In the article “How I Discovered the Truth about Poverty” Barbara Ehrenreich gives her view in poverty and explains why she think Michael Harington’s book “The Other American” gives a wrong view on poverty. She explained that Harrington believes that the poor thought and felt differently and what divides the poor was their different “culture of poverty.” Ehrenreich goes on to explain on how the book that became a best seller caused so many bad stereotypes on the poor that by the Reagan era poverty was seen as “bad attitudes” and “faulty lifestyles” and not by the lack of jobs or low paying jobs. And they also viewed the poor as “Dissolute, promiscuous, prone to addiction and crime, unable to “defer gratification,” or possibly even set an alarm clock.”
Pathos dominates the article when Ehrenreich allows her nephews mother in law, grandchildren, and daughter to move into her house. The situation focuses on pathos because in Ehrenreich’s personal story she includes that “Peg, was, like several million other Americans, about to lose her home to foreclosure” (338). She is effective in her writing by appealing to the readers’ emotions through visual concepts and personal experiences. When I read the article, I felt emotional because the working poor are not fortunate to know if they will have a house or food the next day. I agree with Ehrenreich in which the poor are as important as the wealthy group who get more recognition.
The author wants the reader to continously think about what poverty means to her, such as “Poverty is being tired” in paragraph 3, “Poverty is dirt” in paragraph 4, and “Poverty is looking into a black future.” in paragraph 10. This reminds the audience that not everyone suffers from poverty in the same way. For the author, poverty is having to take care of family when all the odds are against you, and this is what gives the reader a perfect understanding of it. As stated in the passage, “Listen to me.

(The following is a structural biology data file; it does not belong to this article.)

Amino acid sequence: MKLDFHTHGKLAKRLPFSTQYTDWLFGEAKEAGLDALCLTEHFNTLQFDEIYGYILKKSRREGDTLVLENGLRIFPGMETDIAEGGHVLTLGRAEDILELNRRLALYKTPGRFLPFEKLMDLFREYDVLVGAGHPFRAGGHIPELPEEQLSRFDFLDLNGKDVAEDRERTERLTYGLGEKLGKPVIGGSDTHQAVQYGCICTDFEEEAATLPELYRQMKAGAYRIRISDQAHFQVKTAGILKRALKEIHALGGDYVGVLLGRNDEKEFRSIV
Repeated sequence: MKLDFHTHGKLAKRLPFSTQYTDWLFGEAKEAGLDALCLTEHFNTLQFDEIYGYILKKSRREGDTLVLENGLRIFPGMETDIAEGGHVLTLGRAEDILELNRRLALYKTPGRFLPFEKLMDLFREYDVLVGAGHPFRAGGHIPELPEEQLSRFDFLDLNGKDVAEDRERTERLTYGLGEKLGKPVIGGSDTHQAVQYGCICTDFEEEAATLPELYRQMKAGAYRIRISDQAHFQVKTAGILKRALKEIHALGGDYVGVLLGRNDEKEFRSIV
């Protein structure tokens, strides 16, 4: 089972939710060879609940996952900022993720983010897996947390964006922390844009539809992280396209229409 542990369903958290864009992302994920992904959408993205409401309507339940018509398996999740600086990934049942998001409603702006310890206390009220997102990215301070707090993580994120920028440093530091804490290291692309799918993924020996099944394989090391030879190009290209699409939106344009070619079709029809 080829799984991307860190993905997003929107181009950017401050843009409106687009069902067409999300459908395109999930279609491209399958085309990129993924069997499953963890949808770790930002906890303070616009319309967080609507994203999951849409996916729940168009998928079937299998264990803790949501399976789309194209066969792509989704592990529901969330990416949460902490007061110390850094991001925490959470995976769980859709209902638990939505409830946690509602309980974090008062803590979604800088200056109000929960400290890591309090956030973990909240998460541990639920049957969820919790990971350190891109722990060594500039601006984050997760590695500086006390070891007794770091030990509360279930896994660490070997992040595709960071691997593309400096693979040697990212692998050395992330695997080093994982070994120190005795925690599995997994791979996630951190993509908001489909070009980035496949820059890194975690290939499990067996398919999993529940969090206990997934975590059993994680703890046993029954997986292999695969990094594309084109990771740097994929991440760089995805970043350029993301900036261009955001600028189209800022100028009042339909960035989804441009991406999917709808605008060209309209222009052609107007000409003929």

Poverty has been a consistent problem throughout history. No matter what the median income, unemployment or overall prosperity level is, there will always be people who are in a state of poverty. Despite being one of the most prosperous countries in the world, the United States is not immune to it either. In 2010 the University of Michigan’s National Poverty Center calculated that twenty-two percent of children living in the United States lived in poverty, exceeding the average fifteen percent of the overall individuals living in the United States (npc.edu). Women also are twice as likely to live in poverty then men are and even larger percentages of people living in poverty are found in minorities living in the United States.
People who have ever attended a college football game realize how many people can fit in the stadium, and thinking about over 10 the size of a football stadium is a little overwhelming. With a number larger than 900 thousand people in the state of Alabama living in poverty, how can the next generation be working to decrease that number to a number that will hopefully one day be nonexistent? There are two things that the next generation can do to help abolish poverty in the United States as a whole. First, the knowledge of poverty needs to be shared. In a small town in Alabama, many people are unaware that poverty is in their own backyard, or, if people are aware of it, they do not realize hoe proximal it is to them.
In the 1960’s forty million Americans lived under the poverty line according to the documentary watched in class on Wednesday. President Lyndon B. Johnson’s solution to this was something called the Great Society. This was basically the start of welfare, and the start of a large portion of the country being more dependant on the government than on themselves. The Great Society made it acceptable to not pursue a path of personal success, and instead allowed for generation after generation to accept government aid in place of working for themselves and their
The story shows how you should always be thankful for what you have because it could be gone within a second. Growing up underprivileged definitely teaches you things that you would not have learned or viewed in that way if you were middle class/upper class. Growing up poor can have a huge effect upon yourself, but you learn, develop and become
Everything going on in the world has cause and effects. Not only to a couple of individuals or community, but to everyone. And looking at poverty, it should be eliminated, or at least decreased because of the effects it has towards our society, health,